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Sunday, 16 May 2004

781: WALES: Wales make a Titov them

by : Stephen Orford

After much to-ing and fro-ing, wailing and gnashing of teeth the Welsh FA have finally admitted defeat in their bid to have the national team re-instated into Euro 2004 in Portugal, due to start next month.

Their case was finally and absolutely rejected by the Court of Arbitration for Sport (CAS) in Lausanne earlier today (May 13) following two previously unsuccessful appeals to UEFA. Those appeals came after it was revealed that Russian player Egor Titov had failed a drugs test, for which he has subsequently received a one-year ban despite protesting his innocence, before playing in the second leg of his country's play-off victory over Wales.

Somehow the Welsh FA came to the conclusion that they were the only team cheated by Titov's drugs tomfoolery, and therefore were entitled to take over the Russian fixtures at Europe's big show. The fact that Titov's actions also threw Russia's other qualification results into question seems to have been lost on the Welsh, and in particular their Secretary General David Collins. Had Wales been granted a place in Portugal at Russia's expense, this may have attracted the gaze of those involved with the Irish FA amongst others, whose national team finished third in the qualification group from which Russia advanced to the Welsh play-off.

Unpeturbed, Collins went on to explain that although they managed to convince CAS that they held jurisdiction over the affair and therefore had the power to remove the Russians, it could not be proved that the team or the Russian football authorities were implicated in Titov's admittedly dodgy behaviour. This of course, is one hundred percent true. The whole affair smacks of desperation on the part of the Welsh, who have not taken part in the finals of a major international tournament since the 1958 World Cup in Sweden. If you had to wait 46 years for something you craved, chances are you would use under-hand and desperate measures to obtain it. However, Collins was adamant that Titov's breach of the rules did have a significant effect on his and therefore his team's performance in that all-important qualifier;

"The drug had a huge effect with regard to performance and relieving the tiredness that all players involved in the play-offs felt. It's disappointing to see that drugs cheating has prevailed." said Collins.

I would agree with his sentiments, but I would also argue that while it is disappointing to see drug cheats prosper, it is also quite refreshing to see straw-clutchers fail. Wales' miserable surrender in the second leg of their play-off against Russia, in which Titov played for almost an hour, showed that they probably would have had little impact on the tournament.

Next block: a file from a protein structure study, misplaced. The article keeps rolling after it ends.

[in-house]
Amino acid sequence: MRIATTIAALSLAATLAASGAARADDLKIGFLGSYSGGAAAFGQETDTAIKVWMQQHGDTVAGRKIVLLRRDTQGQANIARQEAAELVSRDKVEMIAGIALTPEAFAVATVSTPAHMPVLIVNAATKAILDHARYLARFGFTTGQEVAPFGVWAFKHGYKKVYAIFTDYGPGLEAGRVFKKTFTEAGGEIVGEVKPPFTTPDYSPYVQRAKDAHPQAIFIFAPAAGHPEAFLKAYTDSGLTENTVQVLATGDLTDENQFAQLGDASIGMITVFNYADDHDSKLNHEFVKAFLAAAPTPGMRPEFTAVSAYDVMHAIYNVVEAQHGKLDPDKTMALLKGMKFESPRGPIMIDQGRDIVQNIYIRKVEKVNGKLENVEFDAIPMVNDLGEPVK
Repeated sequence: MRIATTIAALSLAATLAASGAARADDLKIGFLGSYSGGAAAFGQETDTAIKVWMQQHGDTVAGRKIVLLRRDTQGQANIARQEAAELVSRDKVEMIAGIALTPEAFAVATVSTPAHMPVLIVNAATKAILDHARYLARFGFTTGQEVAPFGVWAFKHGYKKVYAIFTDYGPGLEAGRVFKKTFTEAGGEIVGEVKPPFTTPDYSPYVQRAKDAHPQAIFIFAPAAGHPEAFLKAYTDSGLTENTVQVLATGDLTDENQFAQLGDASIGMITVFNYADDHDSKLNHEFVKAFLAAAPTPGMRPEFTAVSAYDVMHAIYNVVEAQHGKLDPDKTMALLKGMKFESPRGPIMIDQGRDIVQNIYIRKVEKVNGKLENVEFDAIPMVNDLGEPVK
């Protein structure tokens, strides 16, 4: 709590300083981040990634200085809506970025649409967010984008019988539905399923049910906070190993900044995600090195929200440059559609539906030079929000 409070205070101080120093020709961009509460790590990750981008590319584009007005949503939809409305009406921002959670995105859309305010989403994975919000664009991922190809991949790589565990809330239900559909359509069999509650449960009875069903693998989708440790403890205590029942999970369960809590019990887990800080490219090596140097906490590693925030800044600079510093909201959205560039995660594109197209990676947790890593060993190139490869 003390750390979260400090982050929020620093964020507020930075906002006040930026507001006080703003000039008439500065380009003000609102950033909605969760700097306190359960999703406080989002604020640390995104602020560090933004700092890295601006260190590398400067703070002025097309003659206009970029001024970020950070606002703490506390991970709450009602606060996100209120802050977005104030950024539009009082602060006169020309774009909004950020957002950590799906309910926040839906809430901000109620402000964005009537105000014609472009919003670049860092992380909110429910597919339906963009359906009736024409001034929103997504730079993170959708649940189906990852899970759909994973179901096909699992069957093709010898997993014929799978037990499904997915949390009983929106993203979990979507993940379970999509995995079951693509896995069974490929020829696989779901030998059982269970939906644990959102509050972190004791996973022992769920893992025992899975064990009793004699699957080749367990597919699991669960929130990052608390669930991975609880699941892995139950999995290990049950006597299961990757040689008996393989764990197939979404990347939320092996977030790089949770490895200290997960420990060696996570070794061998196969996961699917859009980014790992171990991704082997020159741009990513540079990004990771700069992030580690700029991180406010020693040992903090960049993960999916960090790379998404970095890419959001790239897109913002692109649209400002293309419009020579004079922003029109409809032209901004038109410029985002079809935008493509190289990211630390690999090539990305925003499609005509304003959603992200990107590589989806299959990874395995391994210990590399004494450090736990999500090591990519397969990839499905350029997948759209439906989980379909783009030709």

Rubbing salt into the wounds even further was Russian Football Union executive director Alexander Tukmanov;

"Uefa's message was clear, you earned your right to play at the finals on the field of play, not in the courtroom. But apparently Wales thought differently, they just wouldn't stop. I think they just wasted their time and money with all their appeals." said the man who regularly wastes his federation's time and money by going to major tournaments only to come home after another disappointing performance.

All of which leaves Wales free to concentrate on their forthcoming World Cup qualifying campaign. A group that includes England and Northern Ireland should be a tantalising enough prospect for the Welsh authorities, management staff, players and fans alike to get over this disappointment quickly. The group also contains Austria, Azerbaijan and Poland but Wales will be expecting to fight it out at the top with England, with another play-off place a minimum requirement for their progressive outfit.

Let's just hope that they can get there without the need for taking their begging bowl to every court in the land. It seems that only the European Court of Human Rights have escaped a visit from the Welsh FA in recent times, and it is surely now time to concentrate on the football. I sincerely hope they do qualify for the World Cup finals in Germany in 2006, if only to finally see how stars like Ryan Giggs would perform on a major international stage.

Not at the expense of England though, of course. Wales to qualify for World Cup 2006 after a play-off against Russia? Cue the Russian appeals.

Stephen Orford

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